Editor’s Eye: Memories of Jim

Jon Marmor, Columns MagazineI first met Jim Long five years ago after he’d celebrated his birthday—his 100th. He wanted to touch base with the person who holds the same job he once held. He was Columns editor, too. Seventy-five years earlier.

Over tea and cookies with him and his wife, Nancy, on the deck of their Edmonds home, Jim told me stories about his time as a newspaperman covering politics, and his interactions with the heavyweights of the day: Warren Magnuson, Henry “Scoop” Jackson, Albert Rosellini, Dan Evans. Just like Jim—who earned a journalism degree from the UW in the 1930s—they were all UW grads.

Ever since that day, Jim became a mentor to me. After each issue of the magazine would come out, I’d send him a copy and ask for his feedback. Within a week, he’d send me a handwritten note and, to my surprise, each one would include a haiku he’d composed. The man was addicted to words, both in his work at newspapers and magazines in Seattle, New York City and Honolulu as well as his time as a military press aide and a press officer for the Diocesan Press Service. (He was also an ordained Episcopal priest.)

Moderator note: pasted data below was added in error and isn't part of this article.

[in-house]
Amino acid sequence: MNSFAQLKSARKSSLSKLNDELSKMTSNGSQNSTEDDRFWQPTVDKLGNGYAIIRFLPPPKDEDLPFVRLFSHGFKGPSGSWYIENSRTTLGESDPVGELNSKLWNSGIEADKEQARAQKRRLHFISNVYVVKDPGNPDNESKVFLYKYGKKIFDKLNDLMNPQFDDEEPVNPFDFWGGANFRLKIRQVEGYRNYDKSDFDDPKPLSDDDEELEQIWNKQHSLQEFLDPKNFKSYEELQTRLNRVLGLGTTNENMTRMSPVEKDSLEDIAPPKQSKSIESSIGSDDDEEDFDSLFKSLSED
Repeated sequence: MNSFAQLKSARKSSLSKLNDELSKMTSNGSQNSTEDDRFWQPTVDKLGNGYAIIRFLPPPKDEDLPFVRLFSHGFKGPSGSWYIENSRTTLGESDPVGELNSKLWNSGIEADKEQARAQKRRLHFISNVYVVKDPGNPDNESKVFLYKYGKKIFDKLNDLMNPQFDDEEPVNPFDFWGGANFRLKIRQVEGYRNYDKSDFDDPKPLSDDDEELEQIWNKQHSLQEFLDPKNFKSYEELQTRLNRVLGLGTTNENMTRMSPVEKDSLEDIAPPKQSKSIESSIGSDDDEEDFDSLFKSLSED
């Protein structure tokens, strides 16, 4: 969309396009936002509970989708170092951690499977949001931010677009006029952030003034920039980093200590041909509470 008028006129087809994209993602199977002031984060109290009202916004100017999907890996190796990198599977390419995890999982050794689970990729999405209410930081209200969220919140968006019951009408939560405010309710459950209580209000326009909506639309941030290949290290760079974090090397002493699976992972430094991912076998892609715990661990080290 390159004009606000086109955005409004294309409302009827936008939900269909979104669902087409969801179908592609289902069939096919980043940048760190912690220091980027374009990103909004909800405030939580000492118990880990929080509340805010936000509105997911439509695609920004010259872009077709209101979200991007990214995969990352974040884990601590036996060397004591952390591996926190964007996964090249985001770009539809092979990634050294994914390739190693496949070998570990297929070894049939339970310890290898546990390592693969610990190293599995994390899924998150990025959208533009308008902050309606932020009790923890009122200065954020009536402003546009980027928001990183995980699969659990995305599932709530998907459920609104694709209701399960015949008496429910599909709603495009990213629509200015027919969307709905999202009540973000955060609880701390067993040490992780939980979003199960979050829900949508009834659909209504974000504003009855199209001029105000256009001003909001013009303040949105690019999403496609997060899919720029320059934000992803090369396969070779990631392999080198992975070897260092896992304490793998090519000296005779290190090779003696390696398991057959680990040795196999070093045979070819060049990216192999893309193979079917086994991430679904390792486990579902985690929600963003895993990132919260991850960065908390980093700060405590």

After Nancy died in 2013, he moved into the Norse Home on Phinney Ridge—a move that made perfect sense given that he loved animals as much as he did words (he was a longtime docent at Woodland Park Zoo). Heck, he even wrote haikus about animals, some of which were included in The Best of the Best, a collection of his works published by his daughters, Constance and Susan, in honor of his 100th birthday.

Last Dec. 19, I brought my copy with me to his memorial service at Saint Mark’s Cathedral. Jim died Dec. 1 after a bout with pneumonia. He was 105.

I last saw him in the fall when he and Constance came by the office. Jim wanted to go through some old Columns magazines from the ’30s, ever the word lover, devoted Husky and friend. His bond to the UW was as obvious as the heart and soul he put into his writing. In his notes to me, he was not only concerned with the journalistic aspects of the magazine, but how the University was portrayed. After all, he was a part of the UW community for 84 years—more than half of the UW’s existence. That devotion carried through to the very end.

I miss you Jim.

Yesterday has gone
Tomorrow’s not yet
But today’s the day that “is”

— Jim Long